The week of January 28 has seen the introduction of a number of bills that are of interest to the Georgia Catholic Conference as well as a successful Catholic Day at the Capitol.
HHS Mandate. On February 1, the US Department of Health and Human Services issued proposed rules which included provisions intended to exempt religious organizations from the mandated coverage of contraception, abortion and similar services to which the religious organizations morally object. USCCB staff are analyzing the proposed regulations to determine whether they, in fact, resolve the issues which we have raised in litigation and in public policy statements. As of this morning, the USCCB staff has not completed this complex analysis, thus, we cannot yet take a position on the new proposed regulations.
Catholic Day at the Capitol. Approximately 150 people from the Archdiocese of Atlanta and the Diocese of Savannah attended the sixth annual Catholic Day at the Capitol on January 29. Participants learned about issues related to abortion, parental choice, in education and social justice issues related to human trafficking and immigration and engaged legislators on those subjects. Archbishop Gregory delivered the morning devotional in the House of Representatives.
Education. Of several education related bills introduced in the last week, HB 140 (Rep. Ehrhart R – Powder Springs), includes important improvements for student scholarship programs, such as GRACE Scholars. The bill proposes to increase the statewide maximum contributions from $50 million to $80 million. In 2012, contributions reached the maximum in September and many prospective donors were precluded from making contributions. The bill increases the amount of individual contributions to 75% of income tax liability as has been the case for corporations and limits the total annual amount of donations from corporations to 25% of the total.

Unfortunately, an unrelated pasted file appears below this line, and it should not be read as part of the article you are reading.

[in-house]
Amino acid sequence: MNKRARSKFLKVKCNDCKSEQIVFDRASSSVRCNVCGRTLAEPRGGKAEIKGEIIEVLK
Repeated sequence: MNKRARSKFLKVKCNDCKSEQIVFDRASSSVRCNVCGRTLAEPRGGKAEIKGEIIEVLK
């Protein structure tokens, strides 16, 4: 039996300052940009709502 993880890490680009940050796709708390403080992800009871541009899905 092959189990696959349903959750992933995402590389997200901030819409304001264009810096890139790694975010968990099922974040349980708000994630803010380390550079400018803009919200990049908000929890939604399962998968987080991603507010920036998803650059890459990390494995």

HB 70 improves the administration of the special needs scholarship program by allowing expedited processing of special needs students and periodic payments of scholarships. Both provisions are beneficial to students in Catholic schools.
Legislative Ethics. HB 142 and 143 (both by Rep. Ralston – R- Blue Ridge) are aimed at public concerns related to influences on legislators. HB 142 limits gifts to legislators and HB 143 imposes additional restrictions on lobbyists. The Conference supports improved ethical conduct but is also particularly monitoring the expanded definition of lobbyist lest it restrict public access to legislative representatives.